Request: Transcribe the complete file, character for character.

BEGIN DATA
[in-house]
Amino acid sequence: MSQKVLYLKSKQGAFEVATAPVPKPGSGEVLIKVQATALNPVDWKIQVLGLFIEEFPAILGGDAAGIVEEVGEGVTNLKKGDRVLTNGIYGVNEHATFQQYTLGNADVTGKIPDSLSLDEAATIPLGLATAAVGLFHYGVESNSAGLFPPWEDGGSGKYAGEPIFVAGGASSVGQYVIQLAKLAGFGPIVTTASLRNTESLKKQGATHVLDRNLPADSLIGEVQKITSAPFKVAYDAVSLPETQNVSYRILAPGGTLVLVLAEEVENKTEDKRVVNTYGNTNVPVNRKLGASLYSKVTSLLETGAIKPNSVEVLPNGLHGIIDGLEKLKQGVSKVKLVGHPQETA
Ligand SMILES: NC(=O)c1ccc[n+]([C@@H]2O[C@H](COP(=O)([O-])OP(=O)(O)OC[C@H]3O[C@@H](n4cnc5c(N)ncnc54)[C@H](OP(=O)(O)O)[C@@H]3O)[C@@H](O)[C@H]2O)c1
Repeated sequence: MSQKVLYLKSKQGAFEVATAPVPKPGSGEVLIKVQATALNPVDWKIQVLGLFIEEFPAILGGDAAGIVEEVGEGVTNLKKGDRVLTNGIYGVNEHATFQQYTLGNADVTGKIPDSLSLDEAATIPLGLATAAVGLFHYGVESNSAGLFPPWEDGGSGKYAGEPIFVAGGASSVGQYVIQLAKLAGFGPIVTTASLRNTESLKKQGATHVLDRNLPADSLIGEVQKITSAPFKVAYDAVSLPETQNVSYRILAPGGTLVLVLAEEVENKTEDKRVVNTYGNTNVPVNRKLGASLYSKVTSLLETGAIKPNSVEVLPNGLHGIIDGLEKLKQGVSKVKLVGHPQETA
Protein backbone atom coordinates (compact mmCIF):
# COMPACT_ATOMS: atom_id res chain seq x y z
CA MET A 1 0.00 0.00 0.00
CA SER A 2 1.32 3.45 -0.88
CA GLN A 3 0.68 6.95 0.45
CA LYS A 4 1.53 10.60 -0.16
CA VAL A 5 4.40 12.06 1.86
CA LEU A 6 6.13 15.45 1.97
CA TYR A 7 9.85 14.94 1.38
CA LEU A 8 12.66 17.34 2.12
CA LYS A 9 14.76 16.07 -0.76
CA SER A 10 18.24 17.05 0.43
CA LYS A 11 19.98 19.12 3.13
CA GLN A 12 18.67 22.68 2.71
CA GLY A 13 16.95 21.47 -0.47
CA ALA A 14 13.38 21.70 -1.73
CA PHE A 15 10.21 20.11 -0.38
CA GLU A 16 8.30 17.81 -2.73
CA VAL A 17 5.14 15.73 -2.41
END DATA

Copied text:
[in-house]
Amino acid sequence: MSQKVLYLKSKQGAFEVATAPVPKPGSGEVLIKVQATALNPVDWKIQVLGLFIEEFPAILGGDAAGIVEEVGEGVTNLKKGDRVLTNGIYGVNEHATFQQYTLGNADVTGKIPDSLSLDEAATIPLGLATAAVGLFHYGVESNSAGLFPPWEDGGSGKYAGEPIFVAGGASSVGQYVIQLAKLAGFGPIVTTASLRNTESLKKQGATHVLDRNLPADSLIGEVQKITSAPFKVAYDAVSLPETQNVSYRILAPGGTLVLVLAEEVENKTEDKRVVNTYGNTNVPVNRKLGASLYSKVTSLLETGAIKPNSVEVLPNGLHGIIDGLEKLKQGVSKVKLVGHPQETA
Ligand SMILES: NC(=O)c1ccc[n+]([C@@H]2O[C@H](COP(=O)([O-])OP(=O)(O)OC[C@H]3O[C@@H](n4cnc5c(N)ncnc54)[C@H](OP(=O)(O)O)[C@@H]3O)[C@@H](O)[C@H]2O)c1
Repeated sequence: MSQKVLYLKSKQGAFEVATAPVPKPGSGEVLIKVQATALNPVDWKIQVLGLFIEEFPAILGGDAAGIVEEVGEGVTNLKKGDRVLTNGIYGVNEHATFQQYTLGNADVTGKIPDSLSLDEAATIPLGLATAAVGLFHYGVESNSAGLFPPWEDGGSGKYAGEPIFVAGGASSVGQYVIQLAKLAGFGPIVTTASLRNTESLKKQGATHVLDRNLPADSLIGEVQKITSAPFKVAYDAVSLPETQNVSYRILAPGGTLVLVLAEEVENKTEDKRVVNTYGNTNVPVNRKLGASLYSKVTSLLETGAIKPNSVEVLPNGLHGIIDGLEKLKQGVSKVKLVGHPQETA
Protein backbone atom coordinates (compact mmCIF):
# COMPACT_ATOMS: atom_id res chain seq x y z
CA MET A 1 0.00 0.00 0.00
CA SER A 2 1.32 3.45 -0.88
CA GLN A 3 0.68 6.95 0.45
CA LYS A 4 1.53 10.60 -0.16
CA VAL A 5 4.40 12.06 1.86
CA LEU A 6 6.13 15.45 1.97
CA TYR A 7 9.85 14.94 1.38
CA LEU A 8 12.66 17.34 2.12
CA LYS A 9 14.76 16.07 -0.76
CA SER A 10 18.24 17.05 0.43
CA LYS A 11 19.98 19.12 3.13
CA GLN A 12 18.67 22.68 2.71
CA GLY A 13 16.95 21.47 -0.47
CA ALA A 14 13.38 21.70 -1.73
CA PHE A 15 10.21 20.11 -0.38
CA GLU A 16 8.30 17.81 -2.73
CA VAL A 17 5.14 15.73 -2.41